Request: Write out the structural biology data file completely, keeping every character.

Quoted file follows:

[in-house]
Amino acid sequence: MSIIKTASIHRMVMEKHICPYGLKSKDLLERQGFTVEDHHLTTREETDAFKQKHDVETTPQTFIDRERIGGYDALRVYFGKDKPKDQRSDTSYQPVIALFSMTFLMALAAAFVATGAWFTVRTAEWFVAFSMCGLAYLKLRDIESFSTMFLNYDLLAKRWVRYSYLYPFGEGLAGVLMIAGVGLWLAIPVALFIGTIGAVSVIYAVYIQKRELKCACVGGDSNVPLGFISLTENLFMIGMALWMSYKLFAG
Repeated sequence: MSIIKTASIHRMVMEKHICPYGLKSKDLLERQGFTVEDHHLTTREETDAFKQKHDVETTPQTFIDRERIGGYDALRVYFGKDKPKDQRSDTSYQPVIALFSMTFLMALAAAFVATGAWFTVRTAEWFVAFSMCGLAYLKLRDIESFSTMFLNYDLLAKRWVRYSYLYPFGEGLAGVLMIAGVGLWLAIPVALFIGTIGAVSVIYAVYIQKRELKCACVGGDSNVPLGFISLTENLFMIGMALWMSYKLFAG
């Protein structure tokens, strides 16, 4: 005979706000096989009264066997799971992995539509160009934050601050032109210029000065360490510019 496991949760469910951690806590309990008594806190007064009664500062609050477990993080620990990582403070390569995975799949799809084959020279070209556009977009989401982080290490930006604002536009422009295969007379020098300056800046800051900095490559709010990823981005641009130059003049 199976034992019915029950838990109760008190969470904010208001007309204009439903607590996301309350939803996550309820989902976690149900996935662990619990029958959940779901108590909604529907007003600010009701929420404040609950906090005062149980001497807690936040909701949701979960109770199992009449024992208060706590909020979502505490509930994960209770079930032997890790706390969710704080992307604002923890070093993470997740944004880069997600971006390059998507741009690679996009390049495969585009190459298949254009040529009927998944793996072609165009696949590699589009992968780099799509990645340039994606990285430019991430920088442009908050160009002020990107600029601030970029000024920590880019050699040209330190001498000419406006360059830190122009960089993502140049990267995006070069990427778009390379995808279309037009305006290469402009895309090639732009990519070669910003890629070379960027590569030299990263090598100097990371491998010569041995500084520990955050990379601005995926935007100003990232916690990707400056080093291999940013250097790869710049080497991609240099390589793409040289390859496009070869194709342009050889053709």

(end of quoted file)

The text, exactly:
[in-house]
Amino acid sequence: MSIIKTASIHRMVMEKHICPYGLKSKDLLERQGFTVEDHHLTTREETDAFKQKHDVETTPQTFIDRERIGGYDALRVYFGKDKPKDQRSDTSYQPVIALFSMTFLMALAAAFVATGAWFTVRTAEWFVAFSMCGLAYLKLRDIESFSTMFLNYDLLAKRWVRYSYLYPFGEGLAGVLMIAGVGLWLAIPVALFIGTIGAVSVIYAVYIQKRELKCACVGGDSNVPLGFISLTENLFMIGMALWMSYKLFAG
Repeated sequence: MSIIKTASIHRMVMEKHICPYGLKSKDLLERQGFTVEDHHLTTREETDAFKQKHDVETTPQTFIDRERIGGYDALRVYFGKDKPKDQRSDTSYQPVIALFSMTFLMALAAAFVATGAWFTVRTAEWFVAFSMCGLAYLKLRDIESFSTMFLNYDLLAKRWVRYSYLYPFGEGLAGVLMIAGVGLWLAIPVALFIGTIGAVSVIYAVYIQKRELKCACVGGDSNVPLGFISLTENLFMIGMALWMSYKLFAG
């Protein structure tokens, strides 16, 4: 005979706000096989009264066997799971992995539509160009934050601050032109210029000065360490510019 496991949760469910951690806590309990008594806190007064009664500062609050477990993080620990990582403070390569995975799949799809084959020279070209556009977009989401982080290490930006604002536009422009295969007379020098300056800046800051900095490559709010990823981005641009130059003049 199976034992019915029950838990109760008190969470904010208001007309204009439903607590996301309350939803996550309820989902976690149900996935662990619990029958959940779901108590909604529907007003600010009701929420404040609950906090005062149980001497807690936040909701949701979960109770199992009449024992208060706590909020979502505490509930994960209770079930032997890790706390969710704080992307604002923890070093993470997740944004880069997600971006390059998507741009690679996009390049495969585009190459298949254009040529009927998944793996072609165009696949590699589009992968780099799509990645340039994606990285430019991430920088442009908050160009002020990107600029601030970029000024920590880019050699040209330190001498000419406006360059830190122009960089993502140049990267995006070069990427778009390379995808279309037009305006290469402009895309090639732009990519070669910003890629070379960027590569030299990263090598100097990371491998010569041995500084520990955050990379601005995926935007100003990232916690990707400056080093291999940013250097790869710049080497991609240099390589793409040289390859496009070869194709342009050889053709």